A convoy of ratty vans and trucks peels off NM 68 and skids to a halt in a dusty parking lot alongside the Rio Grande. It is a warm Saturday morning, just south of the Orilla Verde Recreation Area near Pilar. Spectators, some wielding cameras and iPhones and others already popping open beer cans, pile out of the vehicles and crowd the small beach. With eyes trained upriver, they wait for the first racers to round a bend in the distance.
Anticipation mounts as a man holding a megaphone calls out that he has spotted the first kayaker, with another one fast approaching on his tail. People begin to shout and whistle from the beach as the lead kayaker makes his final, exhausted sprint for the finish line. When his boat finally slides to a halt, professional kayak guide for Taos’ Los Rios River Runners, Aren Rane, collapses over his paddle, gasping for breath with a big smile as he fans the dirty-blonde whiskers on his chin.
Strapped into his kayak helmet and sleek personal floatation device (PFD), he looks like a soldier decked out in tactical battle gear. “These young bucks! I’m 45,” Rane exclaims as he waves a finger toward one of his competitors, second-place finisher Cruise Quenelle. Rane continues, still catching his breath, “This is my fourth year in a row, so I tried really hard.”
Rane collides his hands together, demonstrating how he and his rival rammed into one another as they battled for first place during the race.
This is the day’s inaugural race at the recent Whitewater Festival—an annual weekend celebration where river rapid fanatics from across the region descend on Northern New Mexico to duke it out on a 4.8 mile stretch of some of the river’s more turbulent waters.
While New Mexico draws countless hordes of tourists to her stunning mountains and vast sweeping desert landscapes, not a lot of people associate the desert Southwest with water sports. Drawing from snow melt in Colorado, the Rio Grande offers plenty of dicey, roaring stretches of river for people to get their adrenaline kick. The late spring and early summer see the highest levels and a budding culture of river guides and sport paddlers has developed around the mighty desert río.
It’s still early and the day’s festivities are just getting underway. After race times and winners are blurted over the megaphone, people start moseying back to their cars. Competitors strap kayaks onto trailers and van roofs. Two friends prop a handheld music player against the megaphone and blast Bob Marley over the speakers. Everyone is heading toward the day’s second event, the slalom race.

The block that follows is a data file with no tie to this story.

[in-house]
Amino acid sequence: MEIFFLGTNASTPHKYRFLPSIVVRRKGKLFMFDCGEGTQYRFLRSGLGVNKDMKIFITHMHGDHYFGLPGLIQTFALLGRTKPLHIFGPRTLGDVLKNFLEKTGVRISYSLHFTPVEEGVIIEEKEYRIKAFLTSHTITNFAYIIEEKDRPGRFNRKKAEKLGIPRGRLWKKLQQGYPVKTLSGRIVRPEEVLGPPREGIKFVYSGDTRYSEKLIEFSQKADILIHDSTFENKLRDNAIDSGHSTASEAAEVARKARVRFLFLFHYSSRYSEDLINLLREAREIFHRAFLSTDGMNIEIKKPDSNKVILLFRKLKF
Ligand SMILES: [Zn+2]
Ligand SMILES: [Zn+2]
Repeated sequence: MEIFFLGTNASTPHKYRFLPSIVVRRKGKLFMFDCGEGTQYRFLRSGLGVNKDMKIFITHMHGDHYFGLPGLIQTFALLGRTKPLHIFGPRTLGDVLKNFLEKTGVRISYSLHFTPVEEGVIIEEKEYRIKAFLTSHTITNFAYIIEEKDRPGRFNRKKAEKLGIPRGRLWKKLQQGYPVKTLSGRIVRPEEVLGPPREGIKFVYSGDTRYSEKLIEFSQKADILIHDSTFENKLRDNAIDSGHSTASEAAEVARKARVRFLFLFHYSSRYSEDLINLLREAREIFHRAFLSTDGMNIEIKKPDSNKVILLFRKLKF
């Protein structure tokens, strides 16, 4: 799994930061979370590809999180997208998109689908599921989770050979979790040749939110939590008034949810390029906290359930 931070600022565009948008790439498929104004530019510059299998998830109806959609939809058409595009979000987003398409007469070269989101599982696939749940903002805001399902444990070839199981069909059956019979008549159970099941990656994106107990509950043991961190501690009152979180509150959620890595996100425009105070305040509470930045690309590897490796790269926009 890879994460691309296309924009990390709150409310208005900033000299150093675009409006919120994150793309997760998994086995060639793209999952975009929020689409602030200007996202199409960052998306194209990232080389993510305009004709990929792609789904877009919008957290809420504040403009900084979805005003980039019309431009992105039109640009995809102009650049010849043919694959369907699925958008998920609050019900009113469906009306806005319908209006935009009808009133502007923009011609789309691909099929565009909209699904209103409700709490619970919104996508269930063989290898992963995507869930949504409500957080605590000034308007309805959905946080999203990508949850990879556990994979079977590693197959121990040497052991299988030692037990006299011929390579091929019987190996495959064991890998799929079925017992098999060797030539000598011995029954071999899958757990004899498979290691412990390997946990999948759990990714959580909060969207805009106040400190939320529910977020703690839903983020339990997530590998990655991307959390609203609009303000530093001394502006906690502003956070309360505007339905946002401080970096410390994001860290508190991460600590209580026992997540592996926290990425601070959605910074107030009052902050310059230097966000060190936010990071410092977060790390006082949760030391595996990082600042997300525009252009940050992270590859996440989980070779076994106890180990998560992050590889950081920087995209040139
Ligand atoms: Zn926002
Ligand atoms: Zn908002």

The race is a timed event wherein competitors take turns swerving between gates made out of PVC pipe slung across a short rapid. Racers include kayakers and folks on SUP (Stand Up Paddle) boards—oversized surfboards that riders stand on and propel themselves using an extended canoe paddle. As they navigate the course, racers have to plot their way through the current, occasionally twisting around to battle upstream through certain gates. Before the race, a woman heads down to take some practice runs. She slides in the loose gravel as she schlepps her gigantic board down the steep, rocky path that leads to the slalom course.
“I grew up here and learned to paddle on the Rio, but I live in Colorado now,” Marjo Curgus tells SFR as she straps a helmet over her long, brown hair and watches the river like a kid watching the spinning turbine of a cotton-candy machine. Stand up paddle boarding, as Curgus explains, “started out with surfers; they used it as training when there were no waves.”
As she hops on her board in the fast current, she wobbles to hold her balance like a tightrope walker. “This is like an amusement park for grownups,” Curgus yells as she hits a wave.
“These are my people; this is my tribe,” the paddler remarks about the culture that surrounds whitewater sports. “It’s a community. I think that’s what makes you keep coming back to it.”
"This is like an amusement park for grownups. "
The competition gets underway with kayakers and SUPers heading out one at a time to navigate the course. After his first run, veteran Rane struggles to paddle upriver to the course’s starting point. “It’s fun. It’s super challenging,” he calls out in a surfer dude accent shared by most of his fellow river athletes.